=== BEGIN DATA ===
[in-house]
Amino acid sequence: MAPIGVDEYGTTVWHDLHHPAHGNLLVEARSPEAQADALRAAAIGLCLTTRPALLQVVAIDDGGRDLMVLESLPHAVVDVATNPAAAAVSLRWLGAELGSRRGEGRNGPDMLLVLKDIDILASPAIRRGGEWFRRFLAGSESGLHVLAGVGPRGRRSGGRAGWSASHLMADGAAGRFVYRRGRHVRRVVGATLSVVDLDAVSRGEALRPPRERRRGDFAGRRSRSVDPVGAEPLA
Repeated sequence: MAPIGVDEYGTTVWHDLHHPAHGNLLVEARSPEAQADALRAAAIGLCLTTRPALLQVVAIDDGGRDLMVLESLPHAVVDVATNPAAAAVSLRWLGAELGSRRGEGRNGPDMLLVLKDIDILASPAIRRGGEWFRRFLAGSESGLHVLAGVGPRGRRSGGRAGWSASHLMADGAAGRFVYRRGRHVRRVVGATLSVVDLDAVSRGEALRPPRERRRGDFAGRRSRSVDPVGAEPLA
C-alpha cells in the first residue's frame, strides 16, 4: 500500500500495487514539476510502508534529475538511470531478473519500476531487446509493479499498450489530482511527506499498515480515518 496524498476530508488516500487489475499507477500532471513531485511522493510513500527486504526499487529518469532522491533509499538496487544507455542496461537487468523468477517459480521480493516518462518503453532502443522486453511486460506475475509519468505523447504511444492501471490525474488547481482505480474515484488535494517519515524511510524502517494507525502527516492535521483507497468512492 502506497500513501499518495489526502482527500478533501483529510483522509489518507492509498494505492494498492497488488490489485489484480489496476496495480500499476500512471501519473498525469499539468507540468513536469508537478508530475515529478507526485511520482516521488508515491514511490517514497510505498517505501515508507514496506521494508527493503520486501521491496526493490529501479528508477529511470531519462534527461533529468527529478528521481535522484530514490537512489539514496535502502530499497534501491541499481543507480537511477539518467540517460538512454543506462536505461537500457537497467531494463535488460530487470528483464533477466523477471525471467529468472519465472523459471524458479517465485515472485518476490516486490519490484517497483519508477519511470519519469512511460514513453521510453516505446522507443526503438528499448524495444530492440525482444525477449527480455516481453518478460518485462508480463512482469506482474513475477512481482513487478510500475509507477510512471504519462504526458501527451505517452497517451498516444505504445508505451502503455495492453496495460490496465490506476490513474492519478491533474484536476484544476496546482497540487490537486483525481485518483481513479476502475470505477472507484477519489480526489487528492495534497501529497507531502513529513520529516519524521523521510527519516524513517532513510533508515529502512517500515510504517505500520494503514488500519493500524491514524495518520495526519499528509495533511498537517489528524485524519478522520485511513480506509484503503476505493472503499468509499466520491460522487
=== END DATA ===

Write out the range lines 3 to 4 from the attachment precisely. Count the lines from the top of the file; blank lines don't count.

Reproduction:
Repeated sequence: MAPIGVDEYGTTVWHDLHHPAHGNLLVEARSPEAQADALRAAAIGLCLTTRPALLQVVAIDDGGRDLMVLESLPHAVVDVATNPAAAAVSLRWLGAELGSRRGEGRNGPDMLLVLKDIDILASPAIRRGGEWFRRFLAGSESGLHVLAGVGPRGRRSGGRAGWSASHLMADGAAGRFVYRRGRHVRRVVGATLSVVDLDAVSRGEALRPPRERRRGDFAGRRSRSVDPVGAEPLA
C-alpha cells in the first residue's frame, strides 16, 4: 500500500500495487514539476510502508534529475538511470531478473519500476531487446509493479499498450489530482511527506499498515480515518 496524498476530508488516500487489475499507477500532471513531485511522493510513500527486504526499487529518469532522491533509499538496487544507455542496461537487468523468477517459480521480493516518462518503453532502443522486453511486460506475475509519468505523447504511444492501471490525474488547481482505480474515484488535494517519515524511510524502517494507525502527516492535521483507497468512492 502506497500513501499518495489526502482527500478533501483529510483522509489518507492509498494505492494498492497488488490489485489484480489496476496495480500499476500512471501519473498525469499539468507540468513536469508537478508530475515529478507526485511520482516521488508515491514511490517514497510505498517505501515508507514496506521494508527493503520486501521491496526493490529501479528508477529511470531519462534527461533529468527529478528521481535522484530514490537512489539514496535502502530499497534501491541499481543507480537511477539518467540517460538512454543506462536505461537500457537497467531494463535488460530487470528483464533477466523477471525471467529468472519465472523459471524458479517465485515472485518476490516486490519490484517497483519508477519511470519519469512511460514513453521510453516505446522507443526503438528499448524495444530492440525482444525477449527480455516481453518478460518485462508480463512482469506482474513475477512481482513487478510500475509507477510512471504519462504526458501527451505517452497517451498516444505504445508505451502503455495492453496495460490496465490506476490513474492519478491533474484536476484544476496546482497540487490537486483525481485518483481513479476502475470505477472507484477519489480526489487528492495534497501529497507531502513529513520529516519524521523521510527519516524513517532513510533508515529502512517500515510504517505500520494503514488500519493500524491514524495518520495526519499528509495533511498537517489528524485524519478522520485511513480506509484503503476505493472503499468509499466520491460522487